Drug absorption and transport via the lymph (rather than the blood) provides benefits in increasing delivery to targets within the lymphatics such as immune cells, and increasing the oral bioavailability of drugs with high first-pass metabolism, since transport from the intestine via the lymph avoids passage through the liver. We are exploring these benefits, including targeting the lymph for vaccination and treatment of autoimmune diseases such as arthritis and  multiple sclerosis. We are also profiling in detail the mechanisms that direct therapeutic and delivery system trafficking within lymph nodes and their interactions with local immune cells (Figure 3).

Key collaborators and staff: Prof Chris Porter, Prof Frank Caruso, A/Prof Stephen Kent, A/Prof Angus Johnston, Dr Orlagh Feeney, Ms Alina Lam, Dr Enyuan Cao, A/Prof Joseph Nicolazzo, Prof Ray Norton, Dr Ian Styles, Mr Mohammad Abdallah


Figure 4. The lymphatics (white) draining through the abdominal fat of a human patient

Targeting lymph-fat interactions to treat metabolic disease

We have demonstrated that there are substantial changes to the intestinal lymphatics in obesity (Figure 4). We have found that these changes result in intestinal lymph leakage to fat that promotes insulin resistance in obesity, and that targeted treatment of lymphatic dysfunction with a celecoxib lipid prodrug reverses visceral obesity and insulin resistance. This represents a promising approach to treat and prevent type 2 diabetes.

Extending from this project we established a collaboration with Prof Axel Kallies and Dr Ajith Vasanthakumar to investigate sex differences in adipose tissue inflammation and metabolism. Our collaborative studies were published in the journal Nature in 2020.

We are also working with Dr Sarah Turpin-Nolan and Prof Mark Febbraio to determine the impact of ceramides, that traffic through intestinal lymph, in metabolic disease.

Key staff and collaborators: Dr Enyuan Cao, Ms Lena De Malo Ferreira, Prof Chris Porter, A/Prof Darren Creek, Dr Sarah Turpin-Nolan, Prof Mark Febbraio (Monash University), Prof Matthew Watt, Prof Axel Kallies and Dr Ajith Vasanthakumar (University of Melbourne), Prof Natasha Harvey (University of South Australia).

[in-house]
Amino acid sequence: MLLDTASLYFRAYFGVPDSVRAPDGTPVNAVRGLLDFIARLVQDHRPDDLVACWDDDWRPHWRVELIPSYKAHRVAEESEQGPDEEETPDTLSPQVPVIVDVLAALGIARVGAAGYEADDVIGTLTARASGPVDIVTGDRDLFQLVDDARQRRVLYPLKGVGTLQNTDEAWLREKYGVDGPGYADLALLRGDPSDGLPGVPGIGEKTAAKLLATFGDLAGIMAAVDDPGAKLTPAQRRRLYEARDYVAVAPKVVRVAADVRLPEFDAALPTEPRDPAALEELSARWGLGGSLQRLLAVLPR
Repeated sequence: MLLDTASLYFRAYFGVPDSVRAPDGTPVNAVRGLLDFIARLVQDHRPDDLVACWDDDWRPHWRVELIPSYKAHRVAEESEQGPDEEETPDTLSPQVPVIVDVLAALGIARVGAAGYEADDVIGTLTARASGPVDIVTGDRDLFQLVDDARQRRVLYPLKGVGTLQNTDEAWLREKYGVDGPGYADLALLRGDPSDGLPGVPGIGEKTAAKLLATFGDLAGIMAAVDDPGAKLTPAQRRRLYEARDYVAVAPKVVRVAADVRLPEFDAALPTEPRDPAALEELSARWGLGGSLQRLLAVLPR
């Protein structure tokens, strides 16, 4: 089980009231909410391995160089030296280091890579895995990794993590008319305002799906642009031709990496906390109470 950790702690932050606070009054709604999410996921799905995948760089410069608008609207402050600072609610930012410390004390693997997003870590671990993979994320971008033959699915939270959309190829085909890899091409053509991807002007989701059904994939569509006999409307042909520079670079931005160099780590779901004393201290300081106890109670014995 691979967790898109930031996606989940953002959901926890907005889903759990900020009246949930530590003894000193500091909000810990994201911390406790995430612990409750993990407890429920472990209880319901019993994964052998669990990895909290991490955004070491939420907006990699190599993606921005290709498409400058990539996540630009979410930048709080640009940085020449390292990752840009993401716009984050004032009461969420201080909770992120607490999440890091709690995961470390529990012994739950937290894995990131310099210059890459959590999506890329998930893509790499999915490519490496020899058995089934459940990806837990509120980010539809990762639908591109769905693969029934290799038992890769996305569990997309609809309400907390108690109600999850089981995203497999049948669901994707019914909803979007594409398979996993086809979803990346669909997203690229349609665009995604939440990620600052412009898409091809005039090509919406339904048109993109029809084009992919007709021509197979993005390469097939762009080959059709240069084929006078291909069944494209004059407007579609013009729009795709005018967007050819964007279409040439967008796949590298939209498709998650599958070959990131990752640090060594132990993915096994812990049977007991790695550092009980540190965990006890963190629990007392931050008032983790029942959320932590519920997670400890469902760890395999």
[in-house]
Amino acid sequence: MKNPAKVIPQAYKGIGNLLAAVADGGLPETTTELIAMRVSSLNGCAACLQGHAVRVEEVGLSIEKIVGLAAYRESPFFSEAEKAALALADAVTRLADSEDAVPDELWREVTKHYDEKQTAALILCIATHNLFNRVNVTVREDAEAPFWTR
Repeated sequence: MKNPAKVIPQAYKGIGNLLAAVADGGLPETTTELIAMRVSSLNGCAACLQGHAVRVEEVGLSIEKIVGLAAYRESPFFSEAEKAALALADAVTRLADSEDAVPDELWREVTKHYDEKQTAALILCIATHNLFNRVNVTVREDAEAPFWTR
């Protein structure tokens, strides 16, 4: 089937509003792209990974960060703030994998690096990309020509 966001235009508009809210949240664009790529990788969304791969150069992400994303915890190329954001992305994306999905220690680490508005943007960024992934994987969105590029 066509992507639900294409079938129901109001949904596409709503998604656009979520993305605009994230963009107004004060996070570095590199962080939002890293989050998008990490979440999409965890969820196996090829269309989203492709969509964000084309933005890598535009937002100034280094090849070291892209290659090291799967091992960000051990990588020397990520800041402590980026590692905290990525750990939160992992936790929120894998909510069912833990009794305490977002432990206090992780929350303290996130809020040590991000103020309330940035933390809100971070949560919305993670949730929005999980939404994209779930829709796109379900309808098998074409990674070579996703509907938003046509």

Figure 6: Diagram depicting the gut-lymph concept of organ failure in ACIs: In ACI the gut becomes ischemic leading to increased permeability and the transport of toxic gut-derived factors into the lymph; entry of ‘toxic’ gut-lymph into blood leads to organ dysfunction and failure. The toxic factors include proteases, lipases and lipase generated lipotoxins

Developing novel treatment strategies for organ failure in acute and critical illnesses (ACI) based on the gut-lymph concept

Over 30% of patients in intensive care due to ACI die from organ dysfunction and failure for which there are currently no specific and effective treatments. According to the gut-lymph concept, toxic factors that enter lymph from the gut promote systemic inflammation, organ dysfunction and failure in ACIs (Figure 5). We are working on two approaches to mitigate the gut lymph toxicity – diversion of lymph out of the body and delivery of drugs into the lymph to inactivate the toxic factors prior to systemic entry. We have filed a provisional patent for our first lymph-targeted treatment for organ failure and are seeking industry partners to progress the technology.

Key collaborators and staff: Prof John Windsor, Prof Anthony Phillips and Dr Jiwon Hong (University of Auckland), Prof Chris Porter, Dr Sifei Han, Dr Given Lee, Dr Ian Styles, Mr Mohammad Abdallah, Mr Zijun Lu (Monash University).